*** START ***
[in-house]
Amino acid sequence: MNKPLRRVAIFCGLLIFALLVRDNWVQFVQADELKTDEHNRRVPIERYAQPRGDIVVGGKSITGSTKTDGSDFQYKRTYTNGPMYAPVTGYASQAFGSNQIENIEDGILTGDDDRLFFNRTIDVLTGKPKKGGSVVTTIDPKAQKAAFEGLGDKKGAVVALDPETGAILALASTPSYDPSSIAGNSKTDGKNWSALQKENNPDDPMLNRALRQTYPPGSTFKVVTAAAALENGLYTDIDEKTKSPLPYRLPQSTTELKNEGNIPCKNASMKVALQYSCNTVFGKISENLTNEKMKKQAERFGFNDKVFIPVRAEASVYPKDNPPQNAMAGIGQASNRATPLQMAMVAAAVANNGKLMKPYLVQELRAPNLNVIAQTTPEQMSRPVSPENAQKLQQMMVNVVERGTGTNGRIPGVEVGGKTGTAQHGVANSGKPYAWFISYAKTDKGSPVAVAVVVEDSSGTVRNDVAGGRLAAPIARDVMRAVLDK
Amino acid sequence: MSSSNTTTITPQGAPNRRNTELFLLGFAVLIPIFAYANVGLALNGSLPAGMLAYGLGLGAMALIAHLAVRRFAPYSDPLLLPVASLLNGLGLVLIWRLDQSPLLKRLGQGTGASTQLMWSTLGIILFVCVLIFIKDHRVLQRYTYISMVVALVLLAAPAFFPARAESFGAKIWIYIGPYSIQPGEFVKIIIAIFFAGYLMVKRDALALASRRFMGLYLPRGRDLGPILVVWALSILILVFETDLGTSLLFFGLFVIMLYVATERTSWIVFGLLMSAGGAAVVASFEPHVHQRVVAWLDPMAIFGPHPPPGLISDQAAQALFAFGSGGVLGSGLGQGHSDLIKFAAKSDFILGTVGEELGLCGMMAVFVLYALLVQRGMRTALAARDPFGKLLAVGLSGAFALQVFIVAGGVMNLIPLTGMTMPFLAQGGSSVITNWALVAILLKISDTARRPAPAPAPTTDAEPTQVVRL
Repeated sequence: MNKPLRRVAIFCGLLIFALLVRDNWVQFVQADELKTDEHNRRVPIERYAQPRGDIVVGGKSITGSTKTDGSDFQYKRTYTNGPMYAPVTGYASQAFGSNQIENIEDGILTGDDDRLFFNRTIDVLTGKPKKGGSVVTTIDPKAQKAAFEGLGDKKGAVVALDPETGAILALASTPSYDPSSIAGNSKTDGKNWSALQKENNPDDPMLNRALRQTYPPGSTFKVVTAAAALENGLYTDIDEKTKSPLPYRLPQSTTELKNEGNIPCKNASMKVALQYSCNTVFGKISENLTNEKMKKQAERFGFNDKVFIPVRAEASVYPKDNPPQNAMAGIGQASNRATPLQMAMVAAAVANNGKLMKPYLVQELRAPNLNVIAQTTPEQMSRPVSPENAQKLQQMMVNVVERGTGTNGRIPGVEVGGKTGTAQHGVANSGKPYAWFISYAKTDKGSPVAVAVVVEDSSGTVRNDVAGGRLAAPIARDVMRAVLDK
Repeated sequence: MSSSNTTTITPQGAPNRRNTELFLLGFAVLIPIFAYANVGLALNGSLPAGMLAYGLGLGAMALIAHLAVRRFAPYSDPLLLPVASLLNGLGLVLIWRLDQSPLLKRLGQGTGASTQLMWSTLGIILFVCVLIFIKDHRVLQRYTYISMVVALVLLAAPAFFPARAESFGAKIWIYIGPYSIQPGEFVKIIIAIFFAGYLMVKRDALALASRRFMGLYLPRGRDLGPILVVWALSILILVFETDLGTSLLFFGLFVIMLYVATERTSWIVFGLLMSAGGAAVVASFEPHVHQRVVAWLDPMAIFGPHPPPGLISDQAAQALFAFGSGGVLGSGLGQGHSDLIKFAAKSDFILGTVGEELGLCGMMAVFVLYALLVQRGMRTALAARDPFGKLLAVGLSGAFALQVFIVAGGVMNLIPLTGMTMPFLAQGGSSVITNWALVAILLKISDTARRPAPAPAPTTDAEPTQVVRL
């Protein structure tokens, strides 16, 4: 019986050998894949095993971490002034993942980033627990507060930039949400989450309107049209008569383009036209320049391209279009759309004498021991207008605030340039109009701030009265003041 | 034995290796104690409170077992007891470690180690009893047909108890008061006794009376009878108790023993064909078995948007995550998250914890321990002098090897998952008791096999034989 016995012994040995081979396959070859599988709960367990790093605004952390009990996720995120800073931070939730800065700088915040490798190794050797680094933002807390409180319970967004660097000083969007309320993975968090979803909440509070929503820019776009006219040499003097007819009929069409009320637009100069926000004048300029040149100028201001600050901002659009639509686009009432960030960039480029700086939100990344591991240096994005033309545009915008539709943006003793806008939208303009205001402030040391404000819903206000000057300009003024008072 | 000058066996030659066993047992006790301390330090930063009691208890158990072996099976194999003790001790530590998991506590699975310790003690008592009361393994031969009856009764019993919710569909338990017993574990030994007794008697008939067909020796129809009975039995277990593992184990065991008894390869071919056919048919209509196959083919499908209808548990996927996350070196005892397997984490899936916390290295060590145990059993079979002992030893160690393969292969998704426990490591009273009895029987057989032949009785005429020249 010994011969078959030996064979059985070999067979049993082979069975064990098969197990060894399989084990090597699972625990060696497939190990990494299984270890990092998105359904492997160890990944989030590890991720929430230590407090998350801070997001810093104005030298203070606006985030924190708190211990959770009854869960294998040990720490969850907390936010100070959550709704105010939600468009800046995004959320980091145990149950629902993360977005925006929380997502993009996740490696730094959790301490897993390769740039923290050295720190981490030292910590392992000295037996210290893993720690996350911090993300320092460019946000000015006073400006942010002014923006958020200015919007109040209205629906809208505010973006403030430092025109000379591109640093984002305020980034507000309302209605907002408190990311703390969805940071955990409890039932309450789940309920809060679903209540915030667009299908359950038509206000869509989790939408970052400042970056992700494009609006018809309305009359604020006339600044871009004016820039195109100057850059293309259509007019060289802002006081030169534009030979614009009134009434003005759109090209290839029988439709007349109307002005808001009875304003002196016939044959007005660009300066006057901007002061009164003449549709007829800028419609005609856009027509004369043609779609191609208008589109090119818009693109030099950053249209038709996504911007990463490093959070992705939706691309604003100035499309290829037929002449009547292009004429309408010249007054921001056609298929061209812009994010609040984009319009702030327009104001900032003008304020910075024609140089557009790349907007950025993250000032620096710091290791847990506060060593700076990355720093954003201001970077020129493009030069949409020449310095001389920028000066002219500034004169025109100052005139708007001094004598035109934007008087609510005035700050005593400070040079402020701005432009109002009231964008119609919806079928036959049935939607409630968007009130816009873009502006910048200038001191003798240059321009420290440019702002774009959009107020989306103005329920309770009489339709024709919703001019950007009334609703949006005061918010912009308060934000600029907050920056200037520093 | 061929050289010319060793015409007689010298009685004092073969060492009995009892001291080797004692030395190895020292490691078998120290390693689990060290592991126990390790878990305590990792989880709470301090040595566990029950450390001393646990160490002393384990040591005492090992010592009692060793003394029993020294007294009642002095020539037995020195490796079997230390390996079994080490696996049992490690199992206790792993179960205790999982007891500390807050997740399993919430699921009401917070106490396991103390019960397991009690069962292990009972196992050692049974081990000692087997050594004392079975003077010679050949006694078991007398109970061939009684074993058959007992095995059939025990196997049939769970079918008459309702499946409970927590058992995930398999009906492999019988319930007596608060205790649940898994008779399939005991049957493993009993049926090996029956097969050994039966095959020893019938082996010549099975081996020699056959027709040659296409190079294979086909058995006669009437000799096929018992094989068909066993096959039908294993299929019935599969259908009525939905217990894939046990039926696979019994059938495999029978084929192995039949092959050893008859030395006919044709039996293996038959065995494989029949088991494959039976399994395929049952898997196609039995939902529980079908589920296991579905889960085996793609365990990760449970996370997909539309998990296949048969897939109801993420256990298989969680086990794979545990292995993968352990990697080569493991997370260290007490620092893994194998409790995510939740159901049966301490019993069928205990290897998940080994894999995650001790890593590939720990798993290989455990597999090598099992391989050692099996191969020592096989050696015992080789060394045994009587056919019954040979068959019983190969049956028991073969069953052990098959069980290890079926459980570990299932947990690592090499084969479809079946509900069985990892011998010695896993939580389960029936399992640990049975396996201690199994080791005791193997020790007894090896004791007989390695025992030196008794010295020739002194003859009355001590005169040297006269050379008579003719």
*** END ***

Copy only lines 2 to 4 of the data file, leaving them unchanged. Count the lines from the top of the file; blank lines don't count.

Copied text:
Amino acid sequence: MNKPLRRVAIFCGLLIFALLVRDNWVQFVQADELKTDEHNRRVPIERYAQPRGDIVVGGKSITGSTKTDGSDFQYKRTYTNGPMYAPVTGYASQAFGSNQIENIEDGILTGDDDRLFFNRTIDVLTGKPKKGGSVVTTIDPKAQKAAFEGLGDKKGAVVALDPETGAILALASTPSYDPSSIAGNSKTDGKNWSALQKENNPDDPMLNRALRQTYPPGSTFKVVTAAAALENGLYTDIDEKTKSPLPYRLPQSTTELKNEGNIPCKNASMKVALQYSCNTVFGKISENLTNEKMKKQAERFGFNDKVFIPVRAEASVYPKDNPPQNAMAGIGQASNRATPLQMAMVAAAVANNGKLMKPYLVQELRAPNLNVIAQTTPEQMSRPVSPENAQKLQQMMVNVVERGTGTNGRIPGVEVGGKTGTAQHGVANSGKPYAWFISYAKTDKGSPVAVAVVVEDSSGTVRNDVAGGRLAAPIARDVMRAVLDK
Amino acid sequence: MSSSNTTTITPQGAPNRRNTELFLLGFAVLIPIFAYANVGLALNGSLPAGMLAYGLGLGAMALIAHLAVRRFAPYSDPLLLPVASLLNGLGLVLIWRLDQSPLLKRLGQGTGASTQLMWSTLGIILFVCVLIFIKDHRVLQRYTYISMVVALVLLAAPAFFPARAESFGAKIWIYIGPYSIQPGEFVKIIIAIFFAGYLMVKRDALALASRRFMGLYLPRGRDLGPILVVWALSILILVFETDLGTSLLFFGLFVIMLYVATERTSWIVFGLLMSAGGAAVVASFEPHVHQRVVAWLDPMAIFGPHPPPGLISDQAAQALFAFGSGGVLGSGLGQGHSDLIKFAAKSDFILGTVGEELGLCGMMAVFVLYALLVQRGMRTALAARDPFGKLLAVGLSGAFALQVFIVAGGVMNLIPLTGMTMPFLAQGGSSVITNWALVAILLKISDTARRPAPAPAPTTDAEPTQVVRL
Repeated sequence: MNKPLRRVAIFCGLLIFALLVRDNWVQFVQADELKTDEHNRRVPIERYAQPRGDIVVGGKSITGSTKTDGSDFQYKRTYTNGPMYAPVTGYASQAFGSNQIENIEDGILTGDDDRLFFNRTIDVLTGKPKKGGSVVTTIDPKAQKAAFEGLGDKKGAVVALDPETGAILALASTPSYDPSSIAGNSKTDGKNWSALQKENNPDDPMLNRALRQTYPPGSTFKVVTAAAALENGLYTDIDEKTKSPLPYRLPQSTTELKNEGNIPCKNASMKVALQYSCNTVFGKISENLTNEKMKKQAERFGFNDKVFIPVRAEASVYPKDNPPQNAMAGIGQASNRATPLQMAMVAAAVANNGKLMKPYLVQELRAPNLNVIAQTTPEQMSRPVSPENAQKLQQMMVNVVERGTGTNGRIPGVEVGGKTGTAQHGVANSGKPYAWFISYAKTDKGSPVAVAVVVEDSSGTVRNDVAGGRLAAPIARDVMRAVLDK